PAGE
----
Trevor and I spent the morning visiting a school run by our new neighbor, Marco, in one of Chipata's many illegal housing compounds just a few kilometers from here.
The school, which is set up in a regular old house, serves 160 orphans in grades 1-7; Marco says he turned away another 600. Because converted bedrooms can only hold so many kids, the students attend in shifts, big kids in the morning and little ones in the afternoon.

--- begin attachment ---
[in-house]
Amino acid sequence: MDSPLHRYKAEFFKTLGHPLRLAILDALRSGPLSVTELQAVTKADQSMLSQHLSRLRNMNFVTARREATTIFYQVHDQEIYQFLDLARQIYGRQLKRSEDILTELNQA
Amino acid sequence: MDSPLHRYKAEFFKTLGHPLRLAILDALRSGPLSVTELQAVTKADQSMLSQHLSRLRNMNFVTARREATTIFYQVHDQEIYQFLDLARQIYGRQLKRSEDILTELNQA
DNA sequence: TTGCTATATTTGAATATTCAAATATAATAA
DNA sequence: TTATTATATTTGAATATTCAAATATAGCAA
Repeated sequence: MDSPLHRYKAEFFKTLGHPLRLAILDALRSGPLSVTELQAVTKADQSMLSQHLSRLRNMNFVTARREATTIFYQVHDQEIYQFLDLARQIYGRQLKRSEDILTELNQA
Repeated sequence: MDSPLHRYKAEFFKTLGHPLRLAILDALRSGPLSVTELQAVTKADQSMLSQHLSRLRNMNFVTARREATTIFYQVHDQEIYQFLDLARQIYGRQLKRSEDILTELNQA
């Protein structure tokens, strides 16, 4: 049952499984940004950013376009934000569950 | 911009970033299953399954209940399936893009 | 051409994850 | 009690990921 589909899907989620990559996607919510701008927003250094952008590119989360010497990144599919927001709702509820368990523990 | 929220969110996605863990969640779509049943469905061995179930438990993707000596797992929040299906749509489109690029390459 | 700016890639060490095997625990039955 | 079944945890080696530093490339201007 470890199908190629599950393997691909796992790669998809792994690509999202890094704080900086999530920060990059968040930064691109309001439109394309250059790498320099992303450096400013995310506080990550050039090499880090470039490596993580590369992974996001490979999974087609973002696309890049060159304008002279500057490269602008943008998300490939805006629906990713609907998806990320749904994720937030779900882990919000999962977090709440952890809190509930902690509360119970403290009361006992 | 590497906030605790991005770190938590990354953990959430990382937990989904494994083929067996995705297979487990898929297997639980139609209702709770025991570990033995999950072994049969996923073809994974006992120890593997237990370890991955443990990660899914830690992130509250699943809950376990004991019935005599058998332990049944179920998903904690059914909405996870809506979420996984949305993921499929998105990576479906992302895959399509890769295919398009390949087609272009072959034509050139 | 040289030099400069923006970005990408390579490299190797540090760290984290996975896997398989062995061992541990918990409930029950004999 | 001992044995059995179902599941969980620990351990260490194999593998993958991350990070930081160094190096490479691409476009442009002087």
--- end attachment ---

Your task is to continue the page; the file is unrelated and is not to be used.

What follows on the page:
Orphans here get the scraps of whatever their guardians can spare, so every shift includes a big bowl of porridge, which Marco says is sometimes the only food the kids get. They have to bring their own bowls and spoons-- I saw one kid eating with a ruler. The school has shorter holiday breaks than government schools to make sure the kids don't starve.
The kids are grubby like every Zambian kid, and they're tiny for their age. Some of them were sewn into their uniforms because the buttons had gone missing. But when Marco introduced us, the kids stood up and sang so loud it made my ears ring.